French data protection watchdog and data privacy agency, CNIL, has imposed nearly a $57 million fine against Google for violating GDPR privacy rules. This is the first time GDPR-related penalties have been imposed against a large U.S. technology company since GDPR was first made into law last year.
The General Data Protection Regulation or GDPR was enacted in May of 2018 and was meant to standardize data protection laws and strengthen data protection for individuals across the European Union (EU).
CNIL imposed the fine of 50 Million Euros (or $57 million) after receiving complaints from several privacy activists, who also filed similar complaints against Facebook last year.
According to CNIL, Google violated certain transparency rules as Google’s data processing operation and information was not clear or easily accessible for users.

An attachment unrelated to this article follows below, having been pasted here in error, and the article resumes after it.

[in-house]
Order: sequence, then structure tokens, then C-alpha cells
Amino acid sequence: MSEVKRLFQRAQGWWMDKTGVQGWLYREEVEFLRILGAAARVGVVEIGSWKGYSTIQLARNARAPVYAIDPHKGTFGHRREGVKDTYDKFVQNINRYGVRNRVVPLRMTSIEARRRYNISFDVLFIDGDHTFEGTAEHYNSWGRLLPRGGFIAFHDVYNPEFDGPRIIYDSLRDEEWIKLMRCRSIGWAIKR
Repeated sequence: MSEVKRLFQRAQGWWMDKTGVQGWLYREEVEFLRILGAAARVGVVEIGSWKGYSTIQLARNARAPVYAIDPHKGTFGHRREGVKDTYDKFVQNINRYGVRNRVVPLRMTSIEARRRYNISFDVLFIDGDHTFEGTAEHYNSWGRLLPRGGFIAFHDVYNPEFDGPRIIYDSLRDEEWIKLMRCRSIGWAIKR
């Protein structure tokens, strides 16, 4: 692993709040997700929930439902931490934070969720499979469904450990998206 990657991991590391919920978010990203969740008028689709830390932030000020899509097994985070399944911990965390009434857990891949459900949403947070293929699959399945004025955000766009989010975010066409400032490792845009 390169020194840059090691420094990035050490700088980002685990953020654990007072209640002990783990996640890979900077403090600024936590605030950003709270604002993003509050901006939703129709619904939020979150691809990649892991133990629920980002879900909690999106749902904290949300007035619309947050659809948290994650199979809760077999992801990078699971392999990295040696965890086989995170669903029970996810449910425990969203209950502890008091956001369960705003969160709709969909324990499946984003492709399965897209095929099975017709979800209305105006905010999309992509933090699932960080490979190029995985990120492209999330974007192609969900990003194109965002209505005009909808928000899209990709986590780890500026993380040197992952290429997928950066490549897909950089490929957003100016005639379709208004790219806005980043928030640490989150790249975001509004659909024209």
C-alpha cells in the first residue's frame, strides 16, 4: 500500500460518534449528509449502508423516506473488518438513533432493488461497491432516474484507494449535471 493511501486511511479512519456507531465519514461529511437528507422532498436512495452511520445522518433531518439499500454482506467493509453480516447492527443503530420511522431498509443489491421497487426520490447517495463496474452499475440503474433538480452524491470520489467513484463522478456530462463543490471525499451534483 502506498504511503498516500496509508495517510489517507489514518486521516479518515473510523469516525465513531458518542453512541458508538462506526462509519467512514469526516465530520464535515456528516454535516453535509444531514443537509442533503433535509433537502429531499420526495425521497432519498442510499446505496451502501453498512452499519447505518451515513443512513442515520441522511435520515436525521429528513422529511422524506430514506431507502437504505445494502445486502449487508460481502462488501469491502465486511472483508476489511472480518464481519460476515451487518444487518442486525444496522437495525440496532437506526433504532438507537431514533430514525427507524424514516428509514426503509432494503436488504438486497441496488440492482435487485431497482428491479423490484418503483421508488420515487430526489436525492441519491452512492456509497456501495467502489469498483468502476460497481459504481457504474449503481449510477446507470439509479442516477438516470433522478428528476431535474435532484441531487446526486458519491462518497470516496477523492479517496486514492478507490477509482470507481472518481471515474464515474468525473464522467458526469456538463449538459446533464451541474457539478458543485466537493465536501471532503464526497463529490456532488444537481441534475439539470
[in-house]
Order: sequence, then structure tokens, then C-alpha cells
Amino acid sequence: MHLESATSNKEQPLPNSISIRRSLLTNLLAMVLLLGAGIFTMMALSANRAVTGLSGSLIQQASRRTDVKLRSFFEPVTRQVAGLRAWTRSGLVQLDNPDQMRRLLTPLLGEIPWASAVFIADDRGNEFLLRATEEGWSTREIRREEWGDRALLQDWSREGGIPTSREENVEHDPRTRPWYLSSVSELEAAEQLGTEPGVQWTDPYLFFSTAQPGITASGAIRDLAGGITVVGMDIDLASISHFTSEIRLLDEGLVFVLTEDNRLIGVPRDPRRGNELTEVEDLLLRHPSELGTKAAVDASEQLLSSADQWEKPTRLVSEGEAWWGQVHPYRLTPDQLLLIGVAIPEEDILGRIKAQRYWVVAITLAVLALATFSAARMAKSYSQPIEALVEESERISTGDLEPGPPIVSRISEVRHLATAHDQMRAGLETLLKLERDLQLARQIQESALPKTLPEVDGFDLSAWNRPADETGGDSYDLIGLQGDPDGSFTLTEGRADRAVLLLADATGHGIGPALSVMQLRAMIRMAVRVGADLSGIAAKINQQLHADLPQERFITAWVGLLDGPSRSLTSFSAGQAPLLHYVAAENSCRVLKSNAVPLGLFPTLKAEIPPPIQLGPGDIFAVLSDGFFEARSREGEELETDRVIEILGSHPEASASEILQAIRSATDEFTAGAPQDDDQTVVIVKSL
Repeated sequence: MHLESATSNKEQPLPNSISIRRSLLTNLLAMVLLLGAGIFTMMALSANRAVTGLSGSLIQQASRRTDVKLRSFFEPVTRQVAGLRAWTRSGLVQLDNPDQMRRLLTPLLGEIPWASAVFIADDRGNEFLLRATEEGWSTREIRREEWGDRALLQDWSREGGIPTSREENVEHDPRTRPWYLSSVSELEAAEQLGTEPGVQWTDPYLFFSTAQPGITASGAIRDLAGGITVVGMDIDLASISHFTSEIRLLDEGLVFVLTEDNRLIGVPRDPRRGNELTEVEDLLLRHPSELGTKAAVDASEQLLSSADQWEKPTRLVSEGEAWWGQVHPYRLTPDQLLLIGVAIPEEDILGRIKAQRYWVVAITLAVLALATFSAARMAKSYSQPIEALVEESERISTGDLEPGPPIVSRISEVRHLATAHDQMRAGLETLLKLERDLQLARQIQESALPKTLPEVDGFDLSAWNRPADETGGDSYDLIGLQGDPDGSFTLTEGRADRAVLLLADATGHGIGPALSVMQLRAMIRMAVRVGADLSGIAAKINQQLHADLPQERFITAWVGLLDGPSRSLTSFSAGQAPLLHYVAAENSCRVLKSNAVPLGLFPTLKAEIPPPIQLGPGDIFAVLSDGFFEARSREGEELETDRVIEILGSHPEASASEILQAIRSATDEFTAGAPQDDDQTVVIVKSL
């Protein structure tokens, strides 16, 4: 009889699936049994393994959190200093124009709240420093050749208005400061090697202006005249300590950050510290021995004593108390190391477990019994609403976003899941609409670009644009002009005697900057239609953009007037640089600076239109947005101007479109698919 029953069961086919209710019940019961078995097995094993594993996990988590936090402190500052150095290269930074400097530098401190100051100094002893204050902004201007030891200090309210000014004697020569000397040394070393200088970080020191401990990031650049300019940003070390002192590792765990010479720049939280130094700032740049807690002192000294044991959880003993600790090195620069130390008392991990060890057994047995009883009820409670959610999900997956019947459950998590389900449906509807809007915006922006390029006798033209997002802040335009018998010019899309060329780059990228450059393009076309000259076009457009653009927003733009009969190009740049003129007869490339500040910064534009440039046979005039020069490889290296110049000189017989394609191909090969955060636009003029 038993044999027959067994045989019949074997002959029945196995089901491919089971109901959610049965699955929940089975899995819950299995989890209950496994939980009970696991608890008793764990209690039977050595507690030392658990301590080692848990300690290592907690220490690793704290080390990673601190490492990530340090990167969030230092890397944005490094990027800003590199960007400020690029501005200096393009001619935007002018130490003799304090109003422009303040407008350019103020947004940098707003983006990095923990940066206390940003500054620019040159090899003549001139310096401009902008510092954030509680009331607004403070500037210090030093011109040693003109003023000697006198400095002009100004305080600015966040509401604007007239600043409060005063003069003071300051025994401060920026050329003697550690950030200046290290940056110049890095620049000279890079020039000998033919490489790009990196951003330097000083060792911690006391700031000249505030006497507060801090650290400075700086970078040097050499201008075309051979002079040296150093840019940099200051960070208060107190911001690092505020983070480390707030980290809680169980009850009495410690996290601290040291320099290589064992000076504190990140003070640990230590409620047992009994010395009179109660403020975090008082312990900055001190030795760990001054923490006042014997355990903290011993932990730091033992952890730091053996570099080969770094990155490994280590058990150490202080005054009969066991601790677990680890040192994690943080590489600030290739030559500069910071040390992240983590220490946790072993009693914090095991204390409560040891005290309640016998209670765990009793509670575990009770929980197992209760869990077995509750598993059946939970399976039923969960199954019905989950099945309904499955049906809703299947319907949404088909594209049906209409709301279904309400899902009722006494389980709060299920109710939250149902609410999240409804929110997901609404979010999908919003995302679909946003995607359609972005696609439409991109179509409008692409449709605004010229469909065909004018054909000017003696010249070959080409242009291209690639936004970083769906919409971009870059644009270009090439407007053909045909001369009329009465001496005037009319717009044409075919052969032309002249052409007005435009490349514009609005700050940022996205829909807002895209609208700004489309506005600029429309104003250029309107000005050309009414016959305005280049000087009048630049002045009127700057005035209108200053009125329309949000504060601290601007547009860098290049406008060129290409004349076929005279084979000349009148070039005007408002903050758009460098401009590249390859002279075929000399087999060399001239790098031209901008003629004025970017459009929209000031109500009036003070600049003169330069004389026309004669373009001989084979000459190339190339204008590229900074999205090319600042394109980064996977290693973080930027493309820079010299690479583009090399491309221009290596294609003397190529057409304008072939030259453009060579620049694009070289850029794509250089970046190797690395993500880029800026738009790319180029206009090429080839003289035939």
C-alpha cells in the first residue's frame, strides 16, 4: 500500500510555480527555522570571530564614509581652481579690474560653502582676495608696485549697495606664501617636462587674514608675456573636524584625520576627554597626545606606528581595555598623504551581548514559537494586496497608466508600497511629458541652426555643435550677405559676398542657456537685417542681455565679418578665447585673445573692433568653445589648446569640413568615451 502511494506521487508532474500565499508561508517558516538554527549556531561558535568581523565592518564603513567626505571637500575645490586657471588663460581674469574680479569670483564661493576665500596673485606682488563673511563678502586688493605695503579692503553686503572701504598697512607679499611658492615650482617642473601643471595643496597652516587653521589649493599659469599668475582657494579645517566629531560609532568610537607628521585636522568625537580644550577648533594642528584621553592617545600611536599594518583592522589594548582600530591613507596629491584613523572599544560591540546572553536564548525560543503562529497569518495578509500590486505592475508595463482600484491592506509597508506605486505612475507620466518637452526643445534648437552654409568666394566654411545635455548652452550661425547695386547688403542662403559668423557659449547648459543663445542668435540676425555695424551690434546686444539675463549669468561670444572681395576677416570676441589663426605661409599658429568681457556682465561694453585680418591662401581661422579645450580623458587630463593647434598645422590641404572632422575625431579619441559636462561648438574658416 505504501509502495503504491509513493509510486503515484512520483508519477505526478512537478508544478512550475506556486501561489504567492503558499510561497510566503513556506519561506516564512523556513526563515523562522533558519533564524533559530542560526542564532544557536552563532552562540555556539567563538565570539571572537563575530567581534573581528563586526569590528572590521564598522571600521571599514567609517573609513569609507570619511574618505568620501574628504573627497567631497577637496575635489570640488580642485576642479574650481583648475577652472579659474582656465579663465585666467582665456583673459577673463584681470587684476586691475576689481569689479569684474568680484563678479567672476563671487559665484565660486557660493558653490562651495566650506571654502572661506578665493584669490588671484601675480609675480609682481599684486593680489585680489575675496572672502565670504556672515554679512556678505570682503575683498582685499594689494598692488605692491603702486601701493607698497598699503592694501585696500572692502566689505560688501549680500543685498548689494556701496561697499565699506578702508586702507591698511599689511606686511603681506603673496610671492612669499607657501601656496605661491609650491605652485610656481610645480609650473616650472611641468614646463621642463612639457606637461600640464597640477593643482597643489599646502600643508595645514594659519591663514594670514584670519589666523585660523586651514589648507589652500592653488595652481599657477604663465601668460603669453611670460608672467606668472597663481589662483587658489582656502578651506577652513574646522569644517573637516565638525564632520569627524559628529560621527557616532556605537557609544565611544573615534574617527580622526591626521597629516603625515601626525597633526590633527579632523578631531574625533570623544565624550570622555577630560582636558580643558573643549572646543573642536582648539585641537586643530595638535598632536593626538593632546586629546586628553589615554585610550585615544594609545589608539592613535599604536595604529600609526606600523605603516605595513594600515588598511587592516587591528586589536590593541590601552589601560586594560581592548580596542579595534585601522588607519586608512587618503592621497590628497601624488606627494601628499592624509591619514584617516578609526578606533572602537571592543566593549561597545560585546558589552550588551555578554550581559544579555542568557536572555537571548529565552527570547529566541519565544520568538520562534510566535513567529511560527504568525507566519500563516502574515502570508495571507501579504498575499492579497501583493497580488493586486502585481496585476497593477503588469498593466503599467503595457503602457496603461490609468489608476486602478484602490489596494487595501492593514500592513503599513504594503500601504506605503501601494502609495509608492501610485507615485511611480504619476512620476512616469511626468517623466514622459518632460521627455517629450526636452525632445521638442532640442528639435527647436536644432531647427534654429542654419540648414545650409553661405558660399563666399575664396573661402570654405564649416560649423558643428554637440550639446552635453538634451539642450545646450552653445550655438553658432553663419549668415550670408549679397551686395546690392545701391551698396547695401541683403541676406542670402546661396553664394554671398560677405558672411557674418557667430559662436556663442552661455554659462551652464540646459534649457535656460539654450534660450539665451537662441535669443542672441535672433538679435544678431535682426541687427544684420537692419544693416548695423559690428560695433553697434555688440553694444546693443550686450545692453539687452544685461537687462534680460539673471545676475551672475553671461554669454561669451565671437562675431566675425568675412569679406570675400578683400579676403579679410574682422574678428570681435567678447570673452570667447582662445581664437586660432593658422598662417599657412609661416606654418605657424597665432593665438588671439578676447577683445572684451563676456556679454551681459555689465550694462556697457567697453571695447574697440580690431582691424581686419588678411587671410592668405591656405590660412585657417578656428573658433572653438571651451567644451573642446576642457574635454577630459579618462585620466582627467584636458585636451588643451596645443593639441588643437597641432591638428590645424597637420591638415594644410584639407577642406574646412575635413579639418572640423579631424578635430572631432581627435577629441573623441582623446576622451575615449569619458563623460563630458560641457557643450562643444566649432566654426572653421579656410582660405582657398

“Essential information, such as the data processing purposes, the data storage periods or the categories of personal data used for the ads personalization, are excessively disseminated across several documents, with buttons and links on which it is required to click to access complementary information,” CNIL noted.
CNIL also added that users would have to take five or six steps to access relevant information, such as his/her data collected for the personalization purposes or for the geo-tracking service.
The French regulator also stated Google violated the obligation to properly obtain users’ consent for the purpose of showing users personalized ads.